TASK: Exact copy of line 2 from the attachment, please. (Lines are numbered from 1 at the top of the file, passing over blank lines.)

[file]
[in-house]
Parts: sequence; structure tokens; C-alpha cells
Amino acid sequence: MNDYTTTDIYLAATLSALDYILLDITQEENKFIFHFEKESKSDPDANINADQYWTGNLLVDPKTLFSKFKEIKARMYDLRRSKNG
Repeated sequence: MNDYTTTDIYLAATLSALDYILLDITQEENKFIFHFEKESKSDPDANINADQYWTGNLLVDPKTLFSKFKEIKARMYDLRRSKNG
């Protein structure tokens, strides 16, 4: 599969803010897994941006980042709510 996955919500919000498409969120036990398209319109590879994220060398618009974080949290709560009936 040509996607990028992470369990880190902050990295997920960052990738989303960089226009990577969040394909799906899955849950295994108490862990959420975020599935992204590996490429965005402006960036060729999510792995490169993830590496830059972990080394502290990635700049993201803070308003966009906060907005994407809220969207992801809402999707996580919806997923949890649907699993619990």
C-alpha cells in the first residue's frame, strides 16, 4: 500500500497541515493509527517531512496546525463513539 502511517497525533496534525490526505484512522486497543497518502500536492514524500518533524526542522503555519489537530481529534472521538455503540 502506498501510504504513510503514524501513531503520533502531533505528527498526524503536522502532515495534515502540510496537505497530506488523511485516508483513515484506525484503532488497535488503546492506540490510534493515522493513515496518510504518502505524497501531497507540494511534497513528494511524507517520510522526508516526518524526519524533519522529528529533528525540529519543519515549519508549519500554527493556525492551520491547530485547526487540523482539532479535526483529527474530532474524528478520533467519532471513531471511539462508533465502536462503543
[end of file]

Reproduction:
Parts: sequence; structure tokens; C-alpha cells